- Use floor tape or paint to mark areas to help workers keep to a two-metre distance.
- Only where it is not possible to move workstations further apart, arranging people to work side by side or facing away from each other rather than face-to-face.
- Only where it is not possible to move workstations further apart, using screens to separate people from each other.
- Managing occupancy levels to enable social distancing.
- Avoid the use of hot desks and spaces and, where not possible, for example, call centres or training facilities, cleaning and sanitising workstations between different occupants including shared equipment.
You should also consider common areas of the building, such as waiting areas and break rooms, and take actions to manage risk, including:
- Staggering break times to reduce pressure on break rooms or canteens.
- Using safe outside areas for breaks.
- Creating additional space by using other parts of the workplace or building that have been freed up by remote working.
- Installing screens to protect staff in receptions or similar areas.
- Encouraging workers to bring their own food.
- Reconfiguring seating and tables to maintain spacing and reduce face-to-face interactions.
- Regulating the use of locker rooms, changing areas and other facility areas to reduce concurrent usage.
- Encouraging storage of personal items and clothing in personal storage spaces, for example, lockers.
You should take these measures, and include them within your risk assessment, as and when required to maintain proper social distancing and to reduce the risk of infections.
Travel and commuting
Employees returning to work should be asked to avoid public transport where possible to reduce the spread of the virus.
Employees should also be reminded to maintain a distance of two metres if required to use public transport.
To assist with the travel to and from work, further measures may be taken including:
- Staggering arrival and departure times at work to reduce crowding into and out of the workplace, taking account of the impact on those with protected characteristics.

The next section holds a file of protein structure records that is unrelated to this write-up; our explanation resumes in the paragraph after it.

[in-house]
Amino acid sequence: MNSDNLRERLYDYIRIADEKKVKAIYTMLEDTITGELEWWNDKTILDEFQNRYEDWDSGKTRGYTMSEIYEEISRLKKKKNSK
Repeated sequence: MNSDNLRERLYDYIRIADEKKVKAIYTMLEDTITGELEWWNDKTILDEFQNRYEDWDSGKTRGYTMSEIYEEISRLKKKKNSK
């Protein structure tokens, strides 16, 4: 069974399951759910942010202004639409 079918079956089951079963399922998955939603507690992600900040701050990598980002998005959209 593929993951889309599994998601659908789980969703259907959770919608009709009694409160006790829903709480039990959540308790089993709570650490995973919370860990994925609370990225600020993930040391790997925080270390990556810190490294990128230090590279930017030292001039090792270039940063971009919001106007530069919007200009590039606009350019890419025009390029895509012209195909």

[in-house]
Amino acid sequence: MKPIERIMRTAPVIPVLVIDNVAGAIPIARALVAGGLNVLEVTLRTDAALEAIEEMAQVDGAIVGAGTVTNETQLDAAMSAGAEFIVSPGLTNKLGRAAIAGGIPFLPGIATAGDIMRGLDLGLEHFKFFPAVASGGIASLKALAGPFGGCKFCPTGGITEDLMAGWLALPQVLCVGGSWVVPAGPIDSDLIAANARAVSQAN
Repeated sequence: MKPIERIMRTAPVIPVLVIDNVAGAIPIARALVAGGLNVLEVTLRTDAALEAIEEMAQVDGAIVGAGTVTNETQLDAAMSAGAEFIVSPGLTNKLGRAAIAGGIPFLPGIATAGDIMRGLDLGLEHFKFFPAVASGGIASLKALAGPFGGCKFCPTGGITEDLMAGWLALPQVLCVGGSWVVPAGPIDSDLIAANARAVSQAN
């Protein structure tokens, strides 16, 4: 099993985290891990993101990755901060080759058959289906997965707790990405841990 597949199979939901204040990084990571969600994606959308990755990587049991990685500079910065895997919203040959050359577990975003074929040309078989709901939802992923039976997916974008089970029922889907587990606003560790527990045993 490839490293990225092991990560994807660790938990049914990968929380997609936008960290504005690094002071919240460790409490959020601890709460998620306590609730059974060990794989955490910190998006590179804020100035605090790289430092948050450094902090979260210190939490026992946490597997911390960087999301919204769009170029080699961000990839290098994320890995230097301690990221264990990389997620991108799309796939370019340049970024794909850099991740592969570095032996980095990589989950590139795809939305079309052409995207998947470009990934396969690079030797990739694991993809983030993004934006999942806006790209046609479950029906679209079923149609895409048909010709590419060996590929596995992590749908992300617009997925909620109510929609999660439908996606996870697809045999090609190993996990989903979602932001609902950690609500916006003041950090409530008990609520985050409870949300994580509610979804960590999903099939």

- Limiting passengers in corporate vehicles.
- Reducing congestion, for example, by having more entry points to the workplace.
- Using markings and introducing one-way flow at entry and exit points.
- Providing handwashing facilities or hand sanitiser at entry and exit points and not using touch-based security devices such as keypads.
- Defining process alternatives for entry/exit points where appropriate, for example, deactivating turnstiles requiring pass checks in favour of showing a pass to security personnel at a distance.
Employers should discuss any changes to travel arrangements if they believe it may affect their regular working hours.
Personal protective equipment (PPE) and face coverings
As part of the risk assessment process, you should review the use of PPE and face coverings in the workplace and if they are required request that staff use the correct equipment.
If employees indicate that they would like to use a face covering at work, you should remind them to thoroughly wash their hands before putting a mask on or taking a mask off.
Face masks should also be replaced after each use. They do not replace the need for proper social distancing at all times.
Should you need to introduce shift patterns or change existing working arrangements as employees return to the workplace, you should give those workers affected plenty of notice beforehand.
If staff have any queries regarding a change to working arrangements, they should be encouraged to speak with you at the earliest opportunity to see how you can assist them.
Any changes to work arrangements or the work environment should be properly communicated with your employees and you are encouraged to consult with them, trade unions and health and safety representatives when preparing a risk assessment.
Once your risk assessment has been prepared you should share it with your employees so they are aware of the steps they need to take and the measures that you are introducing.